Words of Weather: A Glossary
Onassis Foundation, Athens, Greece, 2022
192 pp. Paper, 15 €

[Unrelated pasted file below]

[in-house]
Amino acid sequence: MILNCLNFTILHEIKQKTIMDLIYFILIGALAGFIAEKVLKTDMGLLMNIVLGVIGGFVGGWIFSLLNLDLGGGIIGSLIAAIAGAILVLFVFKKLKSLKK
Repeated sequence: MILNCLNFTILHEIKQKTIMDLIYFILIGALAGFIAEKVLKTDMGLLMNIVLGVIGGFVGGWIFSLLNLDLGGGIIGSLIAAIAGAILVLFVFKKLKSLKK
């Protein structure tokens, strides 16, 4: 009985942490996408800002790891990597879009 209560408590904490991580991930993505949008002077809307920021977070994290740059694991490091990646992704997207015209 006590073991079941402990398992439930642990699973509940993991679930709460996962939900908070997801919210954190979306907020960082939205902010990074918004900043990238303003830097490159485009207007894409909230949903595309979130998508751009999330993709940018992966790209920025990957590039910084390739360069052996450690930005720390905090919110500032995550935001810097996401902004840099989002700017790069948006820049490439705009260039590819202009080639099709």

Fifty years ago, climate was a topic more generally discussed in schools under the rubric of physical geography. Along with data about the major agricultural and mineral assets, the prevailing winds, rainfall and temperatures were also referred to as distinguishing qualities of a regional entity demarked in other ways in a class called political geography. Weather, on the other hand, was a topic of casual conversation that was thought to be sufficiently neutral and beyond human agency as to provide a suitable ground for anodyne reflection, complaint or expressions of hope as holidays approached. Beyond choosing what to wear, whether to take a mac, carry an umbrella or go on a picnic was probably as far as the thinking about the weather went. Until recently the science of weather and climate were mostly concerns for the military, farmers, market gardeners, maritime and aviation professionals. Famously, in the late nineteenth century, Vice-Admiral Fitzroy, Captain of the HMS Beagle, established a science that we now call meteorology specifically for the safety of seafarers. After a devastating loss of life in a storm, he designed a barometer that he made publicly available at every port in Britain and devised a system of storm warning beacons to be hoisted for the safety of boats and ships. In the UK the Fitzroy barometers and storm warnings became an interface between science and seafarers that extended to a wider public and had a significant effect on the interaction between humans and the weather. The progressive percolation of the concern with weather as an individual experience that could be subject to scientific explanation and prediction seems to have tracked the changes in popular media form evolving from esoteric maps of fronts in newspapers to boisterous show biz with special effects. As a consequence, we now find the weather as an entertainment everywhere and an academic subject in virtually all disciplines. Certainly, contemporary social, economic and political text books along with mainstream media see weather and climate as a legitimate product of human behaviour. In less than 40 years it has moved from the margins to become an overriding part of the syllabus from kindergarten to post doc.